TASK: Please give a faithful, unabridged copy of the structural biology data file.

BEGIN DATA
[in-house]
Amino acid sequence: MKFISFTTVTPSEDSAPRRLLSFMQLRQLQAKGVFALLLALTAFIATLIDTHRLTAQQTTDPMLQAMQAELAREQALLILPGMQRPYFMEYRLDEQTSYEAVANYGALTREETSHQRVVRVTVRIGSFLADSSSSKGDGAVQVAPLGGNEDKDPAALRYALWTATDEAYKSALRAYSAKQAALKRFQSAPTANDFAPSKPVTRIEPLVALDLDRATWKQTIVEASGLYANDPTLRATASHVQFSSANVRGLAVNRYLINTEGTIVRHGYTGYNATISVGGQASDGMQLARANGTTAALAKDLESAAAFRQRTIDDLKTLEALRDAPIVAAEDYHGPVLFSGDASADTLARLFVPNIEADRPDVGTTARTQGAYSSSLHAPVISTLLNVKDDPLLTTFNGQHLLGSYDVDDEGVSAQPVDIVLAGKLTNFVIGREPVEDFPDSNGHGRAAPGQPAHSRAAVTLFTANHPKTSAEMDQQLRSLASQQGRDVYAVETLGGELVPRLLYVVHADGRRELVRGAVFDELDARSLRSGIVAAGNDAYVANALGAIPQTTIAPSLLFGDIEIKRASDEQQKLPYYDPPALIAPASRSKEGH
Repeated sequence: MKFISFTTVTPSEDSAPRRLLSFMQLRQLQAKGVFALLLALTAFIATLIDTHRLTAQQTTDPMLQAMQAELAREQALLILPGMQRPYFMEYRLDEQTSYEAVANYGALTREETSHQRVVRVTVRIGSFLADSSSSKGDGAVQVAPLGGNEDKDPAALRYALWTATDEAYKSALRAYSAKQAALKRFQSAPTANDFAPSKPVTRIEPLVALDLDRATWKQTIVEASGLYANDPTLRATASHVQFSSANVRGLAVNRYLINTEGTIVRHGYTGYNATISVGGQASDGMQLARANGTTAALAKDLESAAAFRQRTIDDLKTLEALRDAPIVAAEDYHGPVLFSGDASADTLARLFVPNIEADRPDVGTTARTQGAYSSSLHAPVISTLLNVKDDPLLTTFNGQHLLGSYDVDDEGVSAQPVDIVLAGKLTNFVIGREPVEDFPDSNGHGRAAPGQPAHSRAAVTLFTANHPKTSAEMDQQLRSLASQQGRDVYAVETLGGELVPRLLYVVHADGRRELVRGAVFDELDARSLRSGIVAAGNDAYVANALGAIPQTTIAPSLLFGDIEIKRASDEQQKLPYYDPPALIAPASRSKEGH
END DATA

[in-house]
Amino acid sequence: MKFISFTTVTPSEDSAPRRLLSFMQLRQLQAKGVFALLLALTAFIATLIDTHRLTAQQTTDPMLQAMQAELAREQALLILPGMQRPYFMEYRLDEQTSYEAVANYGALTREETSHQRVVRVTVRIGSFLADSSSSKGDGAVQVAPLGGNEDKDPAALRYALWTATDEAYKSALRAYSAKQAALKRFQSAPTANDFAPSKPVTRIEPLVALDLDRATWKQTIVEASGLYANDPTLRATASHVQFSSANVRGLAVNRYLINTEGTIVRHGYTGYNATISVGGQASDGMQLARANGTTAALAKDLESAAAFRQRTIDDLKTLEALRDAPIVAAEDYHGPVLFSGDASADTLARLFVPNIEADRPDVGTTARTQGAYSSSLHAPVISTLLNVKDDPLLTTFNGQHLLGSYDVDDEGVSAQPVDIVLAGKLTNFVIGREPVEDFPDSNGHGRAAPGQPAHSRAAVTLFTANHPKTSAEMDQQLRSLASQQGRDVYAVETLGGELVPRLLYVVHADGRRELVRGAVFDELDARSLRSGIVAAGNDAYVANALGAIPQTTIAPSLLFGDIEIKRASDEQQKLPYYDPPALIAPASRSKEGH
Repeated sequence: MKFISFTTVTPSEDSAPRRLLSFMQLRQLQAKGVFALLLALTAFIATLIDTHRLTAQQTTDPMLQAMQAELAREQALLILPGMQRPYFMEYRLDEQTSYEAVANYGALTREETSHQRVVRVTVRIGSFLADSSSSKGDGAVQVAPLGGNEDKDPAALRYALWTATDEAYKSALRAYSAKQAALKRFQSAPTANDFAPSKPVTRIEPLVALDLDRATWKQTIVEASGLYANDPTLRATASHVQFSSANVRGLAVNRYLINTEGTIVRHGYTGYNATISVGGQASDGMQLARANGTTAALAKDLESAAAFRQRTIDDLKTLEALRDAPIVAAEDYHGPVLFSGDASADTLARLFVPNIEADRPDVGTTARTQGAYSSSLHAPVISTLLNVKDDPLLTTFNGQHLLGSYDVDDEGVSAQPVDIVLAGKLTNFVIGREPVEDFPDSNGHGRAAPGQPAHSRAAVTLFTANHPKTSAEMDQQLRSLASQQGRDVYAVETLGGELVPRLLYVVHADGRRELVRGAVFDELDARSLRSGIVAAGNDAYVANALGAIPQTTIAPSLLFGDIEIKRASDEQQKLPYYDPPALIAPASRSKEGH